Price and market trends: Refinery FCCs can boost propylene production and margins

14 April 2014 00:00 Source:ICIS Chemical Business

Tailoring fluid catalytic crackers (FCC) to produce more propylene and diesel could lift low European refinery margins, a senior executive at UOP said on 2 April.

“On an FCC you can make propylene as well as gasoline by running at a higher severity. The usual problem is you have to manage the increased quantity of co-products such as butene or pentenes,” said Nigel Orchard, UOP general manager, Europe, Africa and CIS, in an interview with ICIS on the sidelines of the 8th annual Global Refining Summit in Barcelona.

In an FCC, primarily used in producing additional gasoline in the refining process, the butane and lighter hydrocarbons are processed further to separate them into fuel gas – mostly methane and ethanepropane, propylene and butane for end-markets or for further processing.

“We are developing a technology to help the FCC make more propylene at the same time as making diesel by converting light olefins to diesel,” he added.

In effect, refineries will have the option to use new technologies at their FCC units to correct the imbalance between market demand for diesel and gasoline, while producing more propylene.


Propylene supply has been tight in Europe in recent times, which makes it an interesting market for refiners keen to increase profit margins while simultaneously producing high-demand transport fuels.

Europe is net short on diesel and is currently importing to meet its increasing demand.

Nigel Orchard

“We are developing a technology to help the FCC make more propylene at the same time as making diesel by converting light olefins to diesel,”

Nigel Orchard
General manager - UOP

Orchard says the closure of European refineries has outpaced European growth in diesel demand, increasing the opportunities for diesel importers, especially from the commonwealth of independent states (CIS) and the Middle East, and more recently the US.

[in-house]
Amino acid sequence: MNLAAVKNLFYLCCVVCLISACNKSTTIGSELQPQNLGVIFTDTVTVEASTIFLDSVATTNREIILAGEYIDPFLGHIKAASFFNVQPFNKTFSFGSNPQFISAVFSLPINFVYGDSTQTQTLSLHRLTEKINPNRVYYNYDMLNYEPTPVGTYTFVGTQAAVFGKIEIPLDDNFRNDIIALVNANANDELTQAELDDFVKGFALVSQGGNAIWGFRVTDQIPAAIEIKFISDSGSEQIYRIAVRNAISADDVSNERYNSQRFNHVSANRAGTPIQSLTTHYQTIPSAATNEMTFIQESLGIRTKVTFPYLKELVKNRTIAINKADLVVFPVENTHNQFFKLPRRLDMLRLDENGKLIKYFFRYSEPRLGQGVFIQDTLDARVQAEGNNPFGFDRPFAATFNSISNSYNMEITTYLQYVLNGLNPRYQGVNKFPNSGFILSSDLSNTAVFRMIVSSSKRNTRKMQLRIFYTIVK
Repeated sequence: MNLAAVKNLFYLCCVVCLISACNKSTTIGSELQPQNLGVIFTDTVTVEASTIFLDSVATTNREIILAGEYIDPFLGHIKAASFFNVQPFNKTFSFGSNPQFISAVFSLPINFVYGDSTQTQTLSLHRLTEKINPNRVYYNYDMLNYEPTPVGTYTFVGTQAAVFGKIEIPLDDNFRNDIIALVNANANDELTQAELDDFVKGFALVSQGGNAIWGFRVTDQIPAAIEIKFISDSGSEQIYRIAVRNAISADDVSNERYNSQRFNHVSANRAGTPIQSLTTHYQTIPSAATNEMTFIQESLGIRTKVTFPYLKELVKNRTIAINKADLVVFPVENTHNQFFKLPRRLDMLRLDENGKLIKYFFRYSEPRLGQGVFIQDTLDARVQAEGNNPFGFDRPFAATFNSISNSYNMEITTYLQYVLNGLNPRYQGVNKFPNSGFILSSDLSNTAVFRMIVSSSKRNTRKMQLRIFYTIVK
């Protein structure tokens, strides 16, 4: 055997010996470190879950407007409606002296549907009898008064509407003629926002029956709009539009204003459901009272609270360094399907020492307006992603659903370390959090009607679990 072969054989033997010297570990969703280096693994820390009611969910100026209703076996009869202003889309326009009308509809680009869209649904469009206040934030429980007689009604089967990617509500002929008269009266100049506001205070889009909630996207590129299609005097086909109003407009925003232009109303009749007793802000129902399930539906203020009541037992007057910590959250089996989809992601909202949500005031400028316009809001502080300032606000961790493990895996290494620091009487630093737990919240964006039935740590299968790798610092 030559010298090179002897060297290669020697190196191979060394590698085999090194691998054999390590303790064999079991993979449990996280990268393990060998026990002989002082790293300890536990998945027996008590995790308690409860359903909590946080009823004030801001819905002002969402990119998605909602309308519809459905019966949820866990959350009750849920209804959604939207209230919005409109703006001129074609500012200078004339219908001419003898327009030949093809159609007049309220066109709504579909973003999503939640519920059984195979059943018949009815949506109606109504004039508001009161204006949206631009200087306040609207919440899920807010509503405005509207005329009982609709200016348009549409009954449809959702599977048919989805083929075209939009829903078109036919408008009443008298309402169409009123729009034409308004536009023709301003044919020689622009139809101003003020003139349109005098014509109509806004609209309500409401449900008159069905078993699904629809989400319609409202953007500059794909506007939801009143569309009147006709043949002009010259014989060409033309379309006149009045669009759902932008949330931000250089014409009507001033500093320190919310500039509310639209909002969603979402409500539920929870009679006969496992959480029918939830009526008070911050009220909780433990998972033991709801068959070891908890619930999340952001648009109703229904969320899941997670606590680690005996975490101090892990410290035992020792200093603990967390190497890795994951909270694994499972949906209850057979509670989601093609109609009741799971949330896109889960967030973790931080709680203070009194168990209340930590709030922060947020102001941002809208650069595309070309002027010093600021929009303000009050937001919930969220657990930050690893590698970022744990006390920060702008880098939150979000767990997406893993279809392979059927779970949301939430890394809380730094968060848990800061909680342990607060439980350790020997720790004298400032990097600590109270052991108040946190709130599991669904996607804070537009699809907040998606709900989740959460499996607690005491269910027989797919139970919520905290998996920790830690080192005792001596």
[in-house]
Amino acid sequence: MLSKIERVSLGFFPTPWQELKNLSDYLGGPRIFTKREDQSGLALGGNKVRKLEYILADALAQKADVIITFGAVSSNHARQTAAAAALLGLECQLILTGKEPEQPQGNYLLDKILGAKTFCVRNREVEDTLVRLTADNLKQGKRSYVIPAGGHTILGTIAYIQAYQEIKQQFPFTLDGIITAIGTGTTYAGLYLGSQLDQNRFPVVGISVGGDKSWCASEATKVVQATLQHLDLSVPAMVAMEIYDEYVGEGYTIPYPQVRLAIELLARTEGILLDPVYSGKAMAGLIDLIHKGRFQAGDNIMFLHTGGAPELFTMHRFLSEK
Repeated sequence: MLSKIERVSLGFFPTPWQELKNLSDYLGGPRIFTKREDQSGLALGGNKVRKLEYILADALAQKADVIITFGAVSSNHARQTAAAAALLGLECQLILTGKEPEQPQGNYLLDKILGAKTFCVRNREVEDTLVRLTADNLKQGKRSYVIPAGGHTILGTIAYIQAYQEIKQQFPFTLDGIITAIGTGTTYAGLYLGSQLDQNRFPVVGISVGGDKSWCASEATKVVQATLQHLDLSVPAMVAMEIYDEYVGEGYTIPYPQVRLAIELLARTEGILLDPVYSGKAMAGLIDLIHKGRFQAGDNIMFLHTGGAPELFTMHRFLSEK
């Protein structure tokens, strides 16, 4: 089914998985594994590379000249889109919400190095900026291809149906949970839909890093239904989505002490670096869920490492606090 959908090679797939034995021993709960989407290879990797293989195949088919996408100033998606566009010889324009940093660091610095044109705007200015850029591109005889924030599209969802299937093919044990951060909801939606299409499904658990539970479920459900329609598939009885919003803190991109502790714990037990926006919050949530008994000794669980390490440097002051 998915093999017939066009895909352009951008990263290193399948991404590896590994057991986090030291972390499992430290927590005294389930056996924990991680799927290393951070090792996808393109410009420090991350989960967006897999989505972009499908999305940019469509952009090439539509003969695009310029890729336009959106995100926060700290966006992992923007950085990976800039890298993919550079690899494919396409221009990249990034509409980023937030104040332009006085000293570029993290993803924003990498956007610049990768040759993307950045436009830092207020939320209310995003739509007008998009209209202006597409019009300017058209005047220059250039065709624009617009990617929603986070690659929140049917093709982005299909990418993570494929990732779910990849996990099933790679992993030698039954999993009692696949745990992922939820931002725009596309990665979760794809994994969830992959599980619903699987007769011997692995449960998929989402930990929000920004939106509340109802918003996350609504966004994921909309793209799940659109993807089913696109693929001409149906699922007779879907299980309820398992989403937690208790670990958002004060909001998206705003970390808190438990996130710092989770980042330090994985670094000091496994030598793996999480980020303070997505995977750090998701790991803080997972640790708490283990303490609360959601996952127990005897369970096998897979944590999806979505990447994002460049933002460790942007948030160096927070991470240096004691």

“There will be some diesel coming from the US but it is nowhere near CIS and Middle East imports into Europe,” he added.

When asked about the European petrochemical industry he said: “It is going to have a tough time because of higher feedstock cost versus the US and the Middle East.”

The impact of US shale gas on Europe will be “only to the extent shale gas liquids or NGLs [natural gas liquids] get shifted to Europe. Already ethane is being contracted into Europe,” he said.

“Also, downstream petrochemical products such as polymers made using the NGLs can be imported from the US,” Orchard added.

“These products based on US NGLs would be cheaper in the same way Middle East products are cheaper. The shale gas impact on petrochemicals would be the same as shale gas impact on oil products.”

The senior executive at the technology firm, which provides technology solutions to the refining industry, said he was not aware of any shift in LPG production versus naphtha among European refiners.

“LPG production is pretty much involuntary except for FCCs. The amount of LPG that is made is fixed by the crude type and by the severity of conversion processes. The higher the severity, the more LPG you produce,” he said.

Production of naphtha on the other hand is about making a choice between gasoline and naphtha, he said. “It is driven by the markets. Naphtha margins today are weak but nor is it very profitable to make gasoline,” he said. However, refineries are committed to making gasoline for technical reasons, Orchard said. “The problem is that refiners have to run their reformers to produce gasoline in order to make enough hydrogen.”

By Cuckoo James